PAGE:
Reaction of the social partners
While the three employer organisations (The Movement of French Enterprises (Mouvement des entreprises de France, MEDEF), the General Confederation of Small and Medium Enterprises (Confédération générale des petites et moyennes entreprises, CGPME) and the Craftwork Employers’ Association (Union professionnelle artisanale, UPA)) all signed the agreement, only the CFDT, CFE-CGC and the CFTC endorsed it on the union side.
The desire to reach a deal at all costs in order to save the joint management system from government intervention led to a bare-bones agreement, which failed to garner unanimous support among trade unions.
The CGT was critical of the deal, calling it a 'fool’s agreement'. In the union’s view, the majority of the savings will be 'generated at the expense of the unemployed and employees'. The CGT contends that the creation of the new A stream will adversely affect some 100,000 people, who will see the current benefit entitlement of 23 months cut to 12 months.
The CGT-FO played a major role in the negotiation process, attempting to stop any significant erosion of benefit coverage for the unemployed. Yet it declined to sign the draft agreement. The union is advocating penalties for companies that use large numbers of fixed-term contracts, and was calling for an extra 1.25% to be added to contributions paid by employers on fixed-term employment contracts. It was not satisfied on this issue.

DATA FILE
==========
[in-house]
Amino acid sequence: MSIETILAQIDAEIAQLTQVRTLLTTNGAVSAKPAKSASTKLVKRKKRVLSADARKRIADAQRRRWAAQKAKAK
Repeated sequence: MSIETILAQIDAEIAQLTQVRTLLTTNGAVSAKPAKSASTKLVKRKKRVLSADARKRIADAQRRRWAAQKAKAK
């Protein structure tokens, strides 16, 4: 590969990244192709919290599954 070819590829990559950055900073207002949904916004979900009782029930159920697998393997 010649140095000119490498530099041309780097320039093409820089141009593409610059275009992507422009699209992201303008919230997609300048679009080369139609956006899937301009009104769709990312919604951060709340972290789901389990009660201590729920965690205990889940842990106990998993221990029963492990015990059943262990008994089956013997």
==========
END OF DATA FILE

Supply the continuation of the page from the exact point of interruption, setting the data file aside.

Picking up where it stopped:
The new agreement, which was driven by the political imperative of safeguarding the joint management system, deliberately postponed the pressing major overhaul that is required. UNEDIC should move towards structural reforms that overhaul the organisation’s current funding model, a model based solely on employment contributions. Reform is also needed to provide better coverage for periods of unemployment. Indeed, nearly one in two jobseekers is shut out of the system. Jobseekers who have never been part of the workforce have no benefit coverage. Those employed in unstable jobs who have paid into UNEDIC for five months are also not entitled to benefits. As for the long-term unemployed, the cut in the benefit period will just push them onto welfare. Overall, the system appears to focus on and favour those among the unemployed who have lost long-standing jobs, which is most likely the reason why the agreement failed to garner the support of all trade unions. The lack of any strong consensus on this deal does nothing to lend legitimacy to the joint management of UNEDIC. The joint management system could emerge weakened from this latest bargaining process. (Carole Tuchszirer, IRES)